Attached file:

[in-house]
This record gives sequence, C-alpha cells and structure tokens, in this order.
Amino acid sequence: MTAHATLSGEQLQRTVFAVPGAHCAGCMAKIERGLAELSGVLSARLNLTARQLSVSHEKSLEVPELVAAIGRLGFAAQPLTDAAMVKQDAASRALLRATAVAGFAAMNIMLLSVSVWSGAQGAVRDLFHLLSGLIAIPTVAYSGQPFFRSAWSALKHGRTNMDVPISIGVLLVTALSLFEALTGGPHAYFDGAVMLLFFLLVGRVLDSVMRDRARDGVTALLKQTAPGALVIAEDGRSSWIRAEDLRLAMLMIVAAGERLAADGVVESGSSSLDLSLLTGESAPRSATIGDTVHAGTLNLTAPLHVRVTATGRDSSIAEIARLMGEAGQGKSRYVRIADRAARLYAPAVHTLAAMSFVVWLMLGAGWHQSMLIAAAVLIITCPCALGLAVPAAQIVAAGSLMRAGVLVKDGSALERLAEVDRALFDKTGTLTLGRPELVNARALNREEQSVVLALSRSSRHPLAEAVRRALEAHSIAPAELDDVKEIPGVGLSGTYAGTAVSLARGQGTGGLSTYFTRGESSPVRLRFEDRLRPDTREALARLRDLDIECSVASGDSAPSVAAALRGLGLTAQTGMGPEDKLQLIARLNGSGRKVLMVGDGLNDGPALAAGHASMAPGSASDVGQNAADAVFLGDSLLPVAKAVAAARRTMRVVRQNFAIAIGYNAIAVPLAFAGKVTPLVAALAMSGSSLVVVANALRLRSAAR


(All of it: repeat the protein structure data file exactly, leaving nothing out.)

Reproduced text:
[in-house]
This record gives sequence, C-alpha cells and structure tokens, in this order.
Amino acid sequence: MTAHATLSGEQLQRTVFAVPGAHCAGCMAKIERGLAELSGVLSARLNLTARQLSVSHEKSLEVPELVAAIGRLGFAAQPLTDAAMVKQDAASRALLRATAVAGFAAMNIMLLSVSVWSGAQGAVRDLFHLLSGLIAIPTVAYSGQPFFRSAWSALKHGRTNMDVPISIGVLLVTALSLFEALTGGPHAYFDGAVMLLFFLLVGRVLDSVMRDRARDGVTALLKQTAPGALVIAEDGRSSWIRAEDLRLAMLMIVAAGERLAADGVVESGSSSLDLSLLTGESAPRSATIGDTVHAGTLNLTAPLHVRVTATGRDSSIAEIARLMGEAGQGKSRYVRIADRAARLYAPAVHTLAAMSFVVWLMLGAGWHQSMLIAAAVLIITCPCALGLAVPAAQIVAAGSLMRAGVLVKDGSALERLAEVDRALFDKTGTLTLGRPELVNARALNREEQSVVLALSRSSRHPLAEAVRRALEAHSIAPAELDDVKEIPGVGLSGTYAGTAVSLARGQGTGGLSTYFTRGESSPVRLRFEDRLRPDTREALARLRDLDIECSVASGDSAPSVAAALRGLGLTAQTGMGPEDKLQLIARLNGSGRKVLMVGDGLNDGPALAAGHASMAPGSASDVGQNAADAVFLGDSLLPVAKAVAAARRTMRVVRQNFAIAIGYNAIAVPLAFAGKVTPLVAALAMSGSSLVVVANALRLRSAAR